Just recently I met with an experienced wills and estates lawyer and asked him to tell me about the most common mistakes people make in planning and processing family estates. His answer... expectations of beneficiaries of what was and what was not.
Now I know expectations of all kinds play an important role in our lives and it comes as no surprise that when our individual expectations are not met we are inclined to be confused, disappointed and perhaps even angry. To avoid these emotions, expectations need to be clearly communicated by others and accepted by the other party. It is the way it is.
Expectations of beneficiaries is also about trust. Unfortunately a family can have many trust issues that have built up over the years and when it comes to the day of settlement these emotional trust issues come to the fore and are difficult for some to keep in perspective. When you mix personal grief, disappointment, trust issues and more in together, it will impact all stakeholders.
My lawyer friend told me that when an estate involving several beneficiaries is being settled by a family executor it is not uncommon for one party to question the monetary amounts involved. If during the will planning process this comes up as a possibility it might be best to appoint a more neutral executor or professional. Yes, this might increase overall expenses of settlement but it may also save time and additional family angst.
Another often mis-construed expectation is how long an estate will normally take to be settled. Different juristrictions have different requirements and may take longer than others. If the executor has to negotiate around other family concerns/questions these will only prolong the process.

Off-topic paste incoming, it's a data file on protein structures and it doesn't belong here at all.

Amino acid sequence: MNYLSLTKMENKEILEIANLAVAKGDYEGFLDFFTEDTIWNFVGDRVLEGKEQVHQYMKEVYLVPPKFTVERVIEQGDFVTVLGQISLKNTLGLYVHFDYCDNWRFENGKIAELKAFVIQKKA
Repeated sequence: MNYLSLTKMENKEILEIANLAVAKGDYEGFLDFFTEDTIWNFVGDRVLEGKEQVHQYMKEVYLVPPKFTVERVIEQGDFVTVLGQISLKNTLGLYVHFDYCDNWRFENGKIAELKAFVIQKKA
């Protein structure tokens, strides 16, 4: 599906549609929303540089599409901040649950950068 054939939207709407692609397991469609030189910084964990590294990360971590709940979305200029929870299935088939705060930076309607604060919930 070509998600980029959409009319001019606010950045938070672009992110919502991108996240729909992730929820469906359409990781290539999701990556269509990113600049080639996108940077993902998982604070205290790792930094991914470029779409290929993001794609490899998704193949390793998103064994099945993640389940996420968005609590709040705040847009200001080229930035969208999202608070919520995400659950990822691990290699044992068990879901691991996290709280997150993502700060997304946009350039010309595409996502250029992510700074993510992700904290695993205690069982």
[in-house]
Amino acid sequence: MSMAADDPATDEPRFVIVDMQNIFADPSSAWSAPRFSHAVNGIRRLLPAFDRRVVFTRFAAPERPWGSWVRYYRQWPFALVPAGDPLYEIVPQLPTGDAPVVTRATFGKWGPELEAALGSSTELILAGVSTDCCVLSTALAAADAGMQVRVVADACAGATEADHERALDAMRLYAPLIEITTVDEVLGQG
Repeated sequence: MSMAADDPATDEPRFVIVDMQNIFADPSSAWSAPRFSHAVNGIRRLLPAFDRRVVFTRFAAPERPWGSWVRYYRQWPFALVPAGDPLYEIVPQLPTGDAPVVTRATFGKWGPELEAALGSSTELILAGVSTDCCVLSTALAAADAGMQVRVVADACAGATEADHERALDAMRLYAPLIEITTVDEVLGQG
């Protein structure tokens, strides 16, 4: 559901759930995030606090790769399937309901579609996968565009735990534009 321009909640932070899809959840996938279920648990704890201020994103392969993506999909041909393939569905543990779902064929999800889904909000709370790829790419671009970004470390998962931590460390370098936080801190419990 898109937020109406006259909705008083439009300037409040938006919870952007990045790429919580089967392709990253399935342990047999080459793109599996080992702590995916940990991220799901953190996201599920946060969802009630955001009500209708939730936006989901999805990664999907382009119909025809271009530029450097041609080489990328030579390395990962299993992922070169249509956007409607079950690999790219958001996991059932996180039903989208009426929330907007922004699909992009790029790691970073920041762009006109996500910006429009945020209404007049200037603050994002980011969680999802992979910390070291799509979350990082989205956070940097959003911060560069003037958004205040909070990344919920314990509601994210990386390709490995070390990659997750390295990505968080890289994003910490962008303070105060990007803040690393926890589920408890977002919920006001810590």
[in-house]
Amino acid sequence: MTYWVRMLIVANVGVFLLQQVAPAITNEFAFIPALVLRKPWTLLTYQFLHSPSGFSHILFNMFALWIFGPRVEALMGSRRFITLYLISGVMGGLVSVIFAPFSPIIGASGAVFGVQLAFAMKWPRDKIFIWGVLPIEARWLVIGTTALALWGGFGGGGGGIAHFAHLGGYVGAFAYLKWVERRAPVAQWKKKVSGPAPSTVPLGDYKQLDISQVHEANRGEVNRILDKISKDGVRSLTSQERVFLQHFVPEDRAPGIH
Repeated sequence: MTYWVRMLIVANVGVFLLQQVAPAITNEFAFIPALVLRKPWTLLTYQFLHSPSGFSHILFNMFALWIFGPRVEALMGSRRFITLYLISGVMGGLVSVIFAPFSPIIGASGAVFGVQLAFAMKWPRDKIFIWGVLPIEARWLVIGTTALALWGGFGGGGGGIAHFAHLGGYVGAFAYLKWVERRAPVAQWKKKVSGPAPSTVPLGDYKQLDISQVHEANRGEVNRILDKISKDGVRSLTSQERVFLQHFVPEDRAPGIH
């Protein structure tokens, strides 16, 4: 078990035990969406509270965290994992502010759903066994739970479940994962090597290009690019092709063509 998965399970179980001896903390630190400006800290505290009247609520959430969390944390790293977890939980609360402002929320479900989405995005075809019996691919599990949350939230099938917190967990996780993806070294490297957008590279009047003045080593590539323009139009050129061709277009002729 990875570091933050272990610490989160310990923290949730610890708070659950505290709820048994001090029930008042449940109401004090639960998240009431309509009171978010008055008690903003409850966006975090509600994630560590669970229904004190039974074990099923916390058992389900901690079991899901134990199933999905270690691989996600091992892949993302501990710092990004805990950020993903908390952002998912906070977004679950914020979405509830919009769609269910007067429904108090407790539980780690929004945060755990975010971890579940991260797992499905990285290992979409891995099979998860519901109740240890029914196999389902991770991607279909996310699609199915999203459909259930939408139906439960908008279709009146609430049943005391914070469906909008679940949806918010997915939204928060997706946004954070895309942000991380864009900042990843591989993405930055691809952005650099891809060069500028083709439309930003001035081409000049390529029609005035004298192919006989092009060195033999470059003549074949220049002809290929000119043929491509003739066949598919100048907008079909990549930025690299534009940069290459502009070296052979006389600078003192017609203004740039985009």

I asked... could these not all be avoided by holding family meetings? He explained that different generations have different values. While boomers, for example, might be more open to holding family meetings, older generations may prefer to maintain their privacy, holding their cards close in, so to speak.
Finally we discussed probate. While he does encourage self-help in many respects he pointed out that probate can be complex particulary in navigating income tax guidelines. While self-help can reduce legal fees, the complexity of tax issues and resulting delays and penalties may well wipe-out any potential professional fee savings and could well increase amounts payable, thereby reducing the net value of the estate.
Some interesting comments that remind me that things are not always as simple as they appear to be. Remember, you won't be present when your estate is being settled so consider your approach carefully during the planning stages.